May 17, 2013 at 5:18 pm

This Unreleased iOS App Puts Google’s Music Subscription on iPhone, iPad, iPod Touch


We played this album from Google's All Access music subscription using an as-yet-unreleased iOS app. How will Google react?

Google’s new music subscription service, Google Play Music All Access, lacks an official iOS app, which comes as no surprise. Google and Apple are hardly “besties” when it comes to digital music or smartphone platforms.

However, has learned that an iOS app called gMusic, which is already capable of playing music from a Google Play locker on iOS is about to add support for All Access files, which would make Google’s music subscription available on iPhones, iPads, and iPod Touches.

Update: Apple has approved the app, so you can use it now too.

We just tested an unreleased beta version, and it works. Assuming Apple approves the app, you, too, will be able to play Google’s subscription music on an iPhone or any other iOS device.

Given that this is one of the major “cons” of Google Play Music All Access, one could almost imagine Google as happy to see its potential subscriber base (approximately) double without it having to build (gulp) an iOS app. “IOS vs. Android” being the acrimonious battle that it is, of course, no such luck.

When we asked Google product manager Paul Joyce how Google would react to an iOS port of its music subscription, he said that an app like that would violate Google’s terms of service, and that the company would reach out to the developer and ask them to take it down. A Google spokeswoman later sent over a clarified response: “It’s hard to comment on someone else’s app without seeing it and understanding what it does in detail. That said, our system really isn’t built or optimized for third-party apps right now.”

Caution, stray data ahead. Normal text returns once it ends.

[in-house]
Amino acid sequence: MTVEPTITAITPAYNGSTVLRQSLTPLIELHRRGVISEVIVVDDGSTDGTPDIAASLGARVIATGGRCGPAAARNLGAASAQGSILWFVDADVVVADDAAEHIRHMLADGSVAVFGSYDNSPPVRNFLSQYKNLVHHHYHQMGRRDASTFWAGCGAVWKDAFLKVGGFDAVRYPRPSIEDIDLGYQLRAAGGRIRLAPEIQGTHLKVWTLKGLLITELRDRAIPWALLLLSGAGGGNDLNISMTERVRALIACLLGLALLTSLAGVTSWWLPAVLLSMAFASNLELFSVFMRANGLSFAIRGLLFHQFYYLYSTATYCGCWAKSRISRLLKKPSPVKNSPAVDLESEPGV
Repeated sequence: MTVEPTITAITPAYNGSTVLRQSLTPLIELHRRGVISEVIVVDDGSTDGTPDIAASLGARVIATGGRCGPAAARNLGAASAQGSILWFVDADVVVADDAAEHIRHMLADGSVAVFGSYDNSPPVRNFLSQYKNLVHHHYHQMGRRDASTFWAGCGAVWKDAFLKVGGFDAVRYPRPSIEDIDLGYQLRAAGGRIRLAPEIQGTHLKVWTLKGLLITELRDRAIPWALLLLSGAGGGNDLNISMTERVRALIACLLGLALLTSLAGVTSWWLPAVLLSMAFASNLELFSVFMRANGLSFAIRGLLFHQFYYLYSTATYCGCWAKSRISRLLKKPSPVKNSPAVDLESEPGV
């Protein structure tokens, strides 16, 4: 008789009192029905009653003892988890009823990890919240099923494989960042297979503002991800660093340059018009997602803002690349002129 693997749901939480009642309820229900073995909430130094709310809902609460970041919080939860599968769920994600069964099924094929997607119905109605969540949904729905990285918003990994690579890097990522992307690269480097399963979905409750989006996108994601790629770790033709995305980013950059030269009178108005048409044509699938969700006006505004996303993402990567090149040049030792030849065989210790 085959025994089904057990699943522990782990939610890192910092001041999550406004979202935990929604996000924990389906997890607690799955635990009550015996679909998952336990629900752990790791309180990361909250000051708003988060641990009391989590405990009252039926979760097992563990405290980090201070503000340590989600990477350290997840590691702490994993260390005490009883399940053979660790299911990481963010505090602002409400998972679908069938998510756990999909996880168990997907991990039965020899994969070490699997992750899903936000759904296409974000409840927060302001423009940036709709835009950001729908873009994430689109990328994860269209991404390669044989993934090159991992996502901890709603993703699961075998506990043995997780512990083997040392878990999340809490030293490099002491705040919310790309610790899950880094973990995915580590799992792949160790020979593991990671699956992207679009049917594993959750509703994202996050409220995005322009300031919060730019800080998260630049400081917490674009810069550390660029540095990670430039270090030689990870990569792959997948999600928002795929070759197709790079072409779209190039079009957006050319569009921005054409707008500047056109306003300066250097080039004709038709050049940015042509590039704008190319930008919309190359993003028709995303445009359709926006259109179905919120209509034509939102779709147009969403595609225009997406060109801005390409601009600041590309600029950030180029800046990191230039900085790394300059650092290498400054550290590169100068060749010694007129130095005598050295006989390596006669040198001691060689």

Looking over Google’s API terms of service and the developers’ page for Google Play, we’re not seeing anything that would appear to bar an iOS app from accessing Google Play Music All Access files, although we could be missing something. It’s possible that Google’s official policy on how to treat iOS developers who build Google Play apps hasn’t yet solidified. (Google offers plenty of help, after all, for iOS developers who want to integrate Google Maps or YouTube.)

Clancey tells us he’s submitting gMusic to iTunes this weekend, after adding features for creating radio stations and adding music to your library from the All Access catalog (currently, you need to add music in your computer browser before you can access it on gMusic for iOS). If Apple approves it, we should find out pretty soon whether or not Google is cool with iOS people using its new music subscription.

  • Cloudplayapp

    Cloud Play, a new app on the app on the App Store, is awaiting approval for an update to include “All Access” music. Check it out:

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